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BREXIT: Deal or No-Deal

BREXIT: Deal or No-Deal

Effects on Pharmaceutical Supply

The uncertainty of Brexit leaves millions in the UK and EU open to significant disruption in the pharmaceutical supply chain, creating severe shortages and impacting the availability of vital medicines. Governments answer to the possible fallout effects of Brexit on pharmaceutical supply, remains unclear, and inadequate.


A lack of trust and insufficient information sharing, along any supply chain, causes inefficiencies, unnecessary costs, and missed opportunities for members. The pharmaceutical supply chain, is no exception.

The looming hard Brexit might turn this economic issue into a life-threatening tragedy for patients in the UK and across the European Union.

Situation Analysis

In a perfect world, even after a hard Brexit, pharmaceutical supply will follow market demands, and the supply of medical goods will remain uninterrupted. Unfortunately, the likelihood of this happening is rather small.

A smooth flow of products along any supply network requires each member to trust their suppliers to both receive and deliver on time. Otherwise, members begin to stockpile medicines and medical supplies “just in case”, so products end up stuck in transit. This leads to fundamentally higher costs for all participants, and in many cases, product shortages for the customer/patient. This problem is exacerbated by preemptive calls for a drug export ban after a no-deal Brexit. The pharmaceutical industry is worth £60bn to the British economy, and exports 45m packets of medicine to Europe every month, with 37m coming the other way (1).

Significant efforts have already been made in the UK to prevent the disruption of medicine supply after a hard Brexit, by creating vast stockpiles of drugs. While this may make intuitive sense, on closer examination, it becomes clear that these efforts might turn out to be counterproductive because one key element is missing: information sharing.

Lack of trusted information about stock levels and plans within the supply chain leads to market participants having no other option but to “play it safe” and stockpile. Despite this overstocking, manufacturers feel pressured to keep producing more and more, because the drugs aren’t actually being delivered to the patients that require them, so demand at the end of the supply chain grows more urgent.

This sequence is repeated until every supply chain member, including the pharmacies, are overstocked. While this does mean that, finally, sufficient amounts of drugs are reaching the patients, this is also the point where manufacturers still producing full stream ahead, suddenly see the demand drop out from under them. Now the manufacturers are caught between a rock and hard place, because with an export ban in place, there is no market opportunity for them and they are left holding the bag or pill bottle, in this case, and they are forced to dispose of their overproduction. As a consequence, production levels slow to a trickle until manufacturers feel the demand increase. With every buyer being overstocked themselves demand will stay dead low for a long time, until it will suddenly explode. The mechanics of theses inefficiencies have been investigated for decades and are well understood. Scholars have coined the term “bullwhip effect” for it, because of the shape of the resulting demand curve.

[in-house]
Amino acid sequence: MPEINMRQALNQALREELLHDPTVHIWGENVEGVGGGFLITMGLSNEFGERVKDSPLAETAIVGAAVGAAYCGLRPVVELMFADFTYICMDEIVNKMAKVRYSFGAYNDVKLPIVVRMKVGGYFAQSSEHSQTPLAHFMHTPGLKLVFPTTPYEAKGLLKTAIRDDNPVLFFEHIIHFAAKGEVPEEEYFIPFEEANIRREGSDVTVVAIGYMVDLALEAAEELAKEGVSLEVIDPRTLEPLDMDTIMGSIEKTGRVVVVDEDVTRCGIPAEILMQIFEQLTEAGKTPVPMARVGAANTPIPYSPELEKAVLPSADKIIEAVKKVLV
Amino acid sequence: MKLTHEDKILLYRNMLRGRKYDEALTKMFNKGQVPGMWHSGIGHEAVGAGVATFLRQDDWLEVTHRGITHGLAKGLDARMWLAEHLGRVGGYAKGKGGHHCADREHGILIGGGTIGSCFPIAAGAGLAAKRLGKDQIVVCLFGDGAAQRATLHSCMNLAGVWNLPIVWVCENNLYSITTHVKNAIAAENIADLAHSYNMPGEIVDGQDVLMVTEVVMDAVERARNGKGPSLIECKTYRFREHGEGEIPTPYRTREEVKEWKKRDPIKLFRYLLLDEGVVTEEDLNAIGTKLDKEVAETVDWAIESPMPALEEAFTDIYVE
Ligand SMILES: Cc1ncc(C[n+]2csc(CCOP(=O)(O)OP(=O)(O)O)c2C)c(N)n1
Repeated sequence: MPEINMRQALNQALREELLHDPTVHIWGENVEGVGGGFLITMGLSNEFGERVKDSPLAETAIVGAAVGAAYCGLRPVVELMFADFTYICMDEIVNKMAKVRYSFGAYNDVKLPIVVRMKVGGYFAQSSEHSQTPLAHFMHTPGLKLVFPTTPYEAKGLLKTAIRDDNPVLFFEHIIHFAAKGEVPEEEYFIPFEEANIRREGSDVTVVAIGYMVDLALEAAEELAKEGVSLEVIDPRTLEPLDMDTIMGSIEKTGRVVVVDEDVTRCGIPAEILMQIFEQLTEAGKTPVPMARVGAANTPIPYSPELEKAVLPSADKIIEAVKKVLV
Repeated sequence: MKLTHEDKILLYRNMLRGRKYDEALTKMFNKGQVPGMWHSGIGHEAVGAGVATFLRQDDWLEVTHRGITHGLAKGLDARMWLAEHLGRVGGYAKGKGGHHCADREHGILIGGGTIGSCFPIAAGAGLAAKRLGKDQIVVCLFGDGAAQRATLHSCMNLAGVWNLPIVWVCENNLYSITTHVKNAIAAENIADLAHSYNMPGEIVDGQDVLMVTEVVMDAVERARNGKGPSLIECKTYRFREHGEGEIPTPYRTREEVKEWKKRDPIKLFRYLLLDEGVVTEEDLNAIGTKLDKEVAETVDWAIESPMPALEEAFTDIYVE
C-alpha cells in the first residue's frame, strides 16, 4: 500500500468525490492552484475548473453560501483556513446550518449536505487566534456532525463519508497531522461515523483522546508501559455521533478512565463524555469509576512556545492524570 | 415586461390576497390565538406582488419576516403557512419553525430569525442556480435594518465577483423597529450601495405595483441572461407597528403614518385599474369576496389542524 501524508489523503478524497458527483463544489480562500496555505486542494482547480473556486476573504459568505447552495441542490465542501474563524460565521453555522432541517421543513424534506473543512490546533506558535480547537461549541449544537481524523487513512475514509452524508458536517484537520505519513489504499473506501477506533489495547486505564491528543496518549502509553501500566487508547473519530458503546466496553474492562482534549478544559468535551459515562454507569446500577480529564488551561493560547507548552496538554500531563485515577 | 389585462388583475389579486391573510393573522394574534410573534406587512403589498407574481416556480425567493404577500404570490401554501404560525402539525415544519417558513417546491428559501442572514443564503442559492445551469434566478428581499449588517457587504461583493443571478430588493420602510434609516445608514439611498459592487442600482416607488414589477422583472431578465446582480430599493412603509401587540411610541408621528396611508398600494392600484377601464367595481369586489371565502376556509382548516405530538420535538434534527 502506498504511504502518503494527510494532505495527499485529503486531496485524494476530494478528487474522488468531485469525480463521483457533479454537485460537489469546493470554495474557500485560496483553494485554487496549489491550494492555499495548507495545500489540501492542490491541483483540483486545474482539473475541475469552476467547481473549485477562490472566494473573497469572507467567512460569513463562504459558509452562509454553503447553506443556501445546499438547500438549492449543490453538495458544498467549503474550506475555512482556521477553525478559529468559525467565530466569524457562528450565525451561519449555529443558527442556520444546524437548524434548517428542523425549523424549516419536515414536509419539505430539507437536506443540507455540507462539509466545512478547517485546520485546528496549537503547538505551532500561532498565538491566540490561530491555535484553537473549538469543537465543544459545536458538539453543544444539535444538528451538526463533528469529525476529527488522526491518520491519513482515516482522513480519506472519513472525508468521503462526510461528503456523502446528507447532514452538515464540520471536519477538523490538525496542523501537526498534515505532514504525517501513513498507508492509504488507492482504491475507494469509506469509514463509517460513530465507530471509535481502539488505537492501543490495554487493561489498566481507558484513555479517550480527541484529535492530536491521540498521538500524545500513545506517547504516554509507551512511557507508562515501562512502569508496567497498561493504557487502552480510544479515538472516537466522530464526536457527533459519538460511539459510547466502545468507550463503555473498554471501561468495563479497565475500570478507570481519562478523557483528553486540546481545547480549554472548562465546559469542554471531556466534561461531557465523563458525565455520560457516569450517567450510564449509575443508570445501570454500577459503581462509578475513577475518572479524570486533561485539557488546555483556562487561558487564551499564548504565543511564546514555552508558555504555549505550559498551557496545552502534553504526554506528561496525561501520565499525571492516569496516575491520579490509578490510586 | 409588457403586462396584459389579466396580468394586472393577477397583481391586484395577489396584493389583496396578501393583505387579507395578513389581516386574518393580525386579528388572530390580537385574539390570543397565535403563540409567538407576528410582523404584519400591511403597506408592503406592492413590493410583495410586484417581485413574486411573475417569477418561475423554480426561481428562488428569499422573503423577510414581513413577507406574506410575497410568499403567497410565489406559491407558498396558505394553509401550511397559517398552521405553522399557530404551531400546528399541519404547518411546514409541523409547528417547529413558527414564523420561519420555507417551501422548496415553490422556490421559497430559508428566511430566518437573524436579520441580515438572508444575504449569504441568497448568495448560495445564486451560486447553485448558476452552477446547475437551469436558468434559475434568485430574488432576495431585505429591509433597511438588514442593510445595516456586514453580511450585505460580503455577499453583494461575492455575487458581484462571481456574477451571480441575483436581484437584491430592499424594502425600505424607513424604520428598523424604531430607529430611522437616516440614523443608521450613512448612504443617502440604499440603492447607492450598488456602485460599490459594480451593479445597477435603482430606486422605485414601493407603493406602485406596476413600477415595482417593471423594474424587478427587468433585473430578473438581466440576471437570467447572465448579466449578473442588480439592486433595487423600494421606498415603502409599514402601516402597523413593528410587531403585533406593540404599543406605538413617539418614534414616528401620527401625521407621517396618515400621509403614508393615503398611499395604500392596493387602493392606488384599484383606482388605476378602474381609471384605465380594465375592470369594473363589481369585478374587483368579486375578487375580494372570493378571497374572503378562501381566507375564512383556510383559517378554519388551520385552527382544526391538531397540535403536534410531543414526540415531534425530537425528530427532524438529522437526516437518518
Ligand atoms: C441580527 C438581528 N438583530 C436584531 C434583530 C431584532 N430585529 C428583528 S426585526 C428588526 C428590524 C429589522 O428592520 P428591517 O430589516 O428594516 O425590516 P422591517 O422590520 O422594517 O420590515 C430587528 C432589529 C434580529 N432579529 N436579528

Solutions: Establishing a Trusted Information Flow Circuit

This issue can only be solved by establishing a flow of trusted information along supply chain members, giving them the opportunity for reliable long-term planning. But this information exchange means giving up trade secrets, which is a tough pill to swallow. So measures must be taken to facilitate the sharing of information.

We propose the following:

  • Incentivize the information sharing
  • Allow members full control over the flow of information they make available
  • Provide means for anonymous and automatic data aggregation with smart contracts

The PharmaTrace Network is being built to give companies along the pharmaceutical supply chain these capabilities and more. Although it is not yet production ready, it could be quickly deployed as a cloud-based solution to support these three measures.

In order for government to secure supply of vital pharmaceuticals to weather these scenarios, we recommend that a minimum of 10% of pharmacies in metropolitan areas, 50% in rural areas, all manufacturers of vital drugs, and industry wholesalers, be connected to the network. All sharing vital information within the common ecosystem. With a looming Brexit or other future causes of shortages, we must be prepared for supply chain disruption. It is not just a possibility but inevitable. We must work together to trace our path through.

Note: thanks to our contributors: Patrick Mccullough, Heisun Kim, Dr. Issame Outaleb